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WORLD THROUGH THE EYES OF ANNIE DILLARD

In your discussion, provide quotes and explain the ways in which their details illustrate and support your claims (the how’s and why’s of your claims’ reasoning). What happens (“what”) is less important than emotions evoked, ideas communicated, or points made (“so what”). Provide interpretation connecting the language of the text to what Pilgrim at Tinker Creek or Annie Dillard accomplishes with that language. In your claims and in your quote-claim connecting explanations, clarify relationships between examples and and their interpretations. Give coherent links between examples and interpretations.

Annie Dillard’s book “Pilgrim at Tinker Creek” outlines her pure interaction with nature. The book records her interaction with different animals and insects. She spends countless hours observing the creatures of nature; realizing the brutal circumstances these animals and insects live in. This leads her to contemplate that why would God create these creatures only to see them die? The book follows themes of suffering, isolation, the meaning of life and death. Through these experiences, the author tries to develop the sight to see beyond the visible into the unknown so that she may understand the reason behind all the happenings of the world. In the last chapter, she concludes that the world is extravagant and its extravagance is due to the presence of death. If death did not exist then the world’s beauty would have no meaning. “Pilgrim at Tinker Creek”, is filled with beautiful quotes that make the reader dive deeper into the meaning of these words, this essay will discuss a few of these quotes in detail.

Suffering

“Cruelty is a mystery, and the waste of pain (Dillard, The Pilgrim at the Tinker Creek).”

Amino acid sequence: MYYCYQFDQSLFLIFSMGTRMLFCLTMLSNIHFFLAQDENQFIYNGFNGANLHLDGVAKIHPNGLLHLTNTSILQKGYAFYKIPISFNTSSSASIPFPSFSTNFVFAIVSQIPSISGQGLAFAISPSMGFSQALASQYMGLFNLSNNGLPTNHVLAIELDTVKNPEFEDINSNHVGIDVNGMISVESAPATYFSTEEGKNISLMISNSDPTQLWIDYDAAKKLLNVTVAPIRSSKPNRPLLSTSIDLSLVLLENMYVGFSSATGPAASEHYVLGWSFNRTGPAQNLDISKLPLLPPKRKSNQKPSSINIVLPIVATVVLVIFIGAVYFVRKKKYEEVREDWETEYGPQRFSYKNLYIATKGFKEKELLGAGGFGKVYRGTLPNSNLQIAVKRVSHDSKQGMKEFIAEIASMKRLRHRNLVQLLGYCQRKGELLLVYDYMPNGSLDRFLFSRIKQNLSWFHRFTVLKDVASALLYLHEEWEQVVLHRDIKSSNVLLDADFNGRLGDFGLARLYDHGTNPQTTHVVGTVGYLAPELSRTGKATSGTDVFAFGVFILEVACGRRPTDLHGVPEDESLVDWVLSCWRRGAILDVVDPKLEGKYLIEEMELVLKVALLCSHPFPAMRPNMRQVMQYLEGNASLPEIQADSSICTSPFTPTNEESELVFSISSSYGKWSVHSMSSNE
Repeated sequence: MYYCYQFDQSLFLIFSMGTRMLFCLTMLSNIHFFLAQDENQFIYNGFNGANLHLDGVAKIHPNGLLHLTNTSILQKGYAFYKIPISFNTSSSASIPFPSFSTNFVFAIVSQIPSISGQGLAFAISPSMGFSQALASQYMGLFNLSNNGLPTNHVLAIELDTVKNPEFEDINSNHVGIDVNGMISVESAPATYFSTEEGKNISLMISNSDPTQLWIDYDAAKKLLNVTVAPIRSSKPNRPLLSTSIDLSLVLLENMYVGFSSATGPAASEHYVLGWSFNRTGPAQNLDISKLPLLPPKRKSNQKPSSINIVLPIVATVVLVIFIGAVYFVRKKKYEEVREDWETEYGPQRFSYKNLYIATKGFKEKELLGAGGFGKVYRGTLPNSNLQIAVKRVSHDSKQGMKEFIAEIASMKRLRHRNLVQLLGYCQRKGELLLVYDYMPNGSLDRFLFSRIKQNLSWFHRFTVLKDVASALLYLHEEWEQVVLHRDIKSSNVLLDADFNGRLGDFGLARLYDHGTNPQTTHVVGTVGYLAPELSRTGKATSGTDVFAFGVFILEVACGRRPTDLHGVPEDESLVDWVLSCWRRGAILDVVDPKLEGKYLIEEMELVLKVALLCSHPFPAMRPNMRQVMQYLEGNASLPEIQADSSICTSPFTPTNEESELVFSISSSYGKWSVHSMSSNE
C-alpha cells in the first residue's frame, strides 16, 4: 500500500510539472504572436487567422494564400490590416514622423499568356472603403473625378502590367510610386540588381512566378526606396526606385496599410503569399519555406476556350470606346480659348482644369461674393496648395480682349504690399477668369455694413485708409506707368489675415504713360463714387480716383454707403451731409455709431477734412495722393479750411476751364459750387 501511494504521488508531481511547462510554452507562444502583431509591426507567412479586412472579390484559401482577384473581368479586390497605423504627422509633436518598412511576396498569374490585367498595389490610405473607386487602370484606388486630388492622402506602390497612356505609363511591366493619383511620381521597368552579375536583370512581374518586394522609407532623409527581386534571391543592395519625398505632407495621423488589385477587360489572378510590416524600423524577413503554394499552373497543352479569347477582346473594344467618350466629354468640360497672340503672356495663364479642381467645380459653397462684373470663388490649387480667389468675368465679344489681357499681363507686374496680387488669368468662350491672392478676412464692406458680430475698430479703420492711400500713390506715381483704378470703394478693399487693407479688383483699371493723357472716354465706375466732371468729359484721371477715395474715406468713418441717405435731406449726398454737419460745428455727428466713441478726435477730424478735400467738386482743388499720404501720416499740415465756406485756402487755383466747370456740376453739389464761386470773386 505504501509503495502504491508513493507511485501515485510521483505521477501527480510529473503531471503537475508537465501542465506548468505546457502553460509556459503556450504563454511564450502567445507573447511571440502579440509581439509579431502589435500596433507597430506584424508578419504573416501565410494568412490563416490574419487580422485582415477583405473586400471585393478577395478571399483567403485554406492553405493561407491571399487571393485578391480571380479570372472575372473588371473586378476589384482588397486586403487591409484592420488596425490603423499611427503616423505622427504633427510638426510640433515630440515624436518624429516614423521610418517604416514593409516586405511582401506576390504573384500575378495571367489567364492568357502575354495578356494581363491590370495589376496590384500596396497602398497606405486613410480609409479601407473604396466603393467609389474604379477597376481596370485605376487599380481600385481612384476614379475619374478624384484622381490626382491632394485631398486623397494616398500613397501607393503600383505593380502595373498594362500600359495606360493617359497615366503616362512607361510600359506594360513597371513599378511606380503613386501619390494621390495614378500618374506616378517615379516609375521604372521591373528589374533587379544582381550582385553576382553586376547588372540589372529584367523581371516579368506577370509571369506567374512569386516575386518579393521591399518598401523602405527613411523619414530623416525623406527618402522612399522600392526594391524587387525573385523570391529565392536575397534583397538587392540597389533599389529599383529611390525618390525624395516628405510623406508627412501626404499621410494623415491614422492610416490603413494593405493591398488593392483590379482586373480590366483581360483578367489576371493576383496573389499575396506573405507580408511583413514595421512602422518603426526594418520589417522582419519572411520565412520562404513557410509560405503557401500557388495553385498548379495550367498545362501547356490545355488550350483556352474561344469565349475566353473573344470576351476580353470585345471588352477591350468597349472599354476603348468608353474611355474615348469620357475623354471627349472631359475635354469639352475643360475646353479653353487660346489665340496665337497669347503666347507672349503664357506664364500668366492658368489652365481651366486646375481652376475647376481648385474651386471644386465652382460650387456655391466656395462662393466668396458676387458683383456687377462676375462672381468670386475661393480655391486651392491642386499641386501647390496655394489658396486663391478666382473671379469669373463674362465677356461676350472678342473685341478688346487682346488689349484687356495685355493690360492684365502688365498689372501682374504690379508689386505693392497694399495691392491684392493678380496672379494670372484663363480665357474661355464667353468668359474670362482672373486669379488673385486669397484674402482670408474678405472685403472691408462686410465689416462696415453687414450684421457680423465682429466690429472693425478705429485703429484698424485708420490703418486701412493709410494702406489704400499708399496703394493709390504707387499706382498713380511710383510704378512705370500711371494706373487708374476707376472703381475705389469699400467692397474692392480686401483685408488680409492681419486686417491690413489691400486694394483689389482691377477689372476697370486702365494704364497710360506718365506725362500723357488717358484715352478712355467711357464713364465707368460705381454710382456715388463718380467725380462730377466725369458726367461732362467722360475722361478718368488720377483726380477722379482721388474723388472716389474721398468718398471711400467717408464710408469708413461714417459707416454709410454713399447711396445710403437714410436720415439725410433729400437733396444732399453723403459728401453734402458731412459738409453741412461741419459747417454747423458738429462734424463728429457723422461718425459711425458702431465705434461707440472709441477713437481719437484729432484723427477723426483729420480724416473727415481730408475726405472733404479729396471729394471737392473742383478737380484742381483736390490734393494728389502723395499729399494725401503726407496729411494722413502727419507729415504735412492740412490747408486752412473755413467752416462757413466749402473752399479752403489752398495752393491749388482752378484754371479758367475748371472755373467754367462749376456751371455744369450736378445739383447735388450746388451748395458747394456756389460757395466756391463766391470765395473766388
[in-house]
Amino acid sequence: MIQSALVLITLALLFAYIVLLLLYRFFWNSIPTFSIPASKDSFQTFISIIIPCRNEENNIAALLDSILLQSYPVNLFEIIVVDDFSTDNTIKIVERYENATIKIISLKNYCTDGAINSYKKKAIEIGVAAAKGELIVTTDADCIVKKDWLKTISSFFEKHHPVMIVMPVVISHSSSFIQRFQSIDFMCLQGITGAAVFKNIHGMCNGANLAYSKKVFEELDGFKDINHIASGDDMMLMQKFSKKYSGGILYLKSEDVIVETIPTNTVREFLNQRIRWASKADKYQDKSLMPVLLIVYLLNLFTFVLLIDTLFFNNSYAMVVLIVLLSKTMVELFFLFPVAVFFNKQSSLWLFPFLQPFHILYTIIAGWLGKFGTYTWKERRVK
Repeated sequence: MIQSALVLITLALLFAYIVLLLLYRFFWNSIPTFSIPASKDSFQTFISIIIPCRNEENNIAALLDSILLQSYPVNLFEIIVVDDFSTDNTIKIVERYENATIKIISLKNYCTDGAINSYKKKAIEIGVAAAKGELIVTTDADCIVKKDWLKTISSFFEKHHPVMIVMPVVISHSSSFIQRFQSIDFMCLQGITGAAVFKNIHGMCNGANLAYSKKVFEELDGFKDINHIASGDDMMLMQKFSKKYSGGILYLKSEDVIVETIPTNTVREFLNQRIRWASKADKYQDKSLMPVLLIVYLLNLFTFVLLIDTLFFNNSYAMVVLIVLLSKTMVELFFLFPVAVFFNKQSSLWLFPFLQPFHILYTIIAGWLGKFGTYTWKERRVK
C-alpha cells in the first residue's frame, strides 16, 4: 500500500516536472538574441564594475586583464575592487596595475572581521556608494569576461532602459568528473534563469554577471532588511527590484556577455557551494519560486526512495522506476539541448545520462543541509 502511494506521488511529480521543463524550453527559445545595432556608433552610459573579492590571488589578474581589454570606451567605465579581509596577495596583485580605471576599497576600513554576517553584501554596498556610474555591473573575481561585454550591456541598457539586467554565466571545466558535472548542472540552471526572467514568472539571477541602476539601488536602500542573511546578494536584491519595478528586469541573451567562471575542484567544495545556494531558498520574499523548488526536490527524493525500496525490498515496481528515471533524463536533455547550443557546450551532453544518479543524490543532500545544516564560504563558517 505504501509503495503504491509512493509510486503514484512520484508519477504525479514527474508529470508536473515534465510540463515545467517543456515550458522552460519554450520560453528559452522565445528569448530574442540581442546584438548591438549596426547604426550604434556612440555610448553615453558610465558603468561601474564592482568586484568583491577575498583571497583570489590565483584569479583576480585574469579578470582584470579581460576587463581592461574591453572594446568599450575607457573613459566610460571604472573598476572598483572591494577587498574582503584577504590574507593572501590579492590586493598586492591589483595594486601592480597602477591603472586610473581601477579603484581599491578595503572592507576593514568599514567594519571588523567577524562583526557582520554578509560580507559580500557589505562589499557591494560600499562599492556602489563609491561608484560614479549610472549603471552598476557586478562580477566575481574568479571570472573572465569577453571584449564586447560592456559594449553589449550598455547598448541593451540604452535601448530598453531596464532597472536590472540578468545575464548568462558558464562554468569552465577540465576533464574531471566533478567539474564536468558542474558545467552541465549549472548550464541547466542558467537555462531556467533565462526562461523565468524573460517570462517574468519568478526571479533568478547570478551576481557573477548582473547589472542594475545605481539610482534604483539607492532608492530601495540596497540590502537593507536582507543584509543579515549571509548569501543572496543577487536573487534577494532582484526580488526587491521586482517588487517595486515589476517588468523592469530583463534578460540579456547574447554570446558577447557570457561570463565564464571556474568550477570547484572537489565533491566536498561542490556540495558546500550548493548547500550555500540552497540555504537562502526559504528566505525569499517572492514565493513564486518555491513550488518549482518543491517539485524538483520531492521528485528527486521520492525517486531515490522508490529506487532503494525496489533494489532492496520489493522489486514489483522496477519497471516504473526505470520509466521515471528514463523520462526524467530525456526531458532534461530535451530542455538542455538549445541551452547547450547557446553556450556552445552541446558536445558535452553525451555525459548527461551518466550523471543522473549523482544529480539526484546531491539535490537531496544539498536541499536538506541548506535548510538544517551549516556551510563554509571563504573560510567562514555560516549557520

When Dillard witnessed the cruelty of nature, she does not understand the reason behind it. Why make such a beautiful world only to inflict pain and suffering on others through cruel actions? The reason a human would opt for cruelty is unknown but the reason it exists in nature is due to survival of the fittest. Animals do not have the reason to be cruel as they are not capable of hatred such notions do not motivate them. Their actions are guided by their wish to live another day. Human beings on the other hand have too many reasons to live and these reasons can shape them into morally different people; either good or evil. Those whose circumstances cause them to become cruel may find their actions justifiable but those who are not cruel may not understand them. Becoming a cruel person is a choice because many people may go through the same experiences but may choose to become better people as opposed to those who decide to take it out on others (Illing).

When Dillard talked about cruelty, she was talking about the way one animal attacked the other, for instance; the moment when the frog is killed by the water bug and when a dog is crossing the road with the leg of deer in its mouth. However; the quote invokes a much deeper meaning that goes beyond these instances and that meaning is that in comparison to many other species, human beings will always be the cruelest and no one can truly understand the reason behind it. Yes, nature is cruel but only for its survival (Burroughs).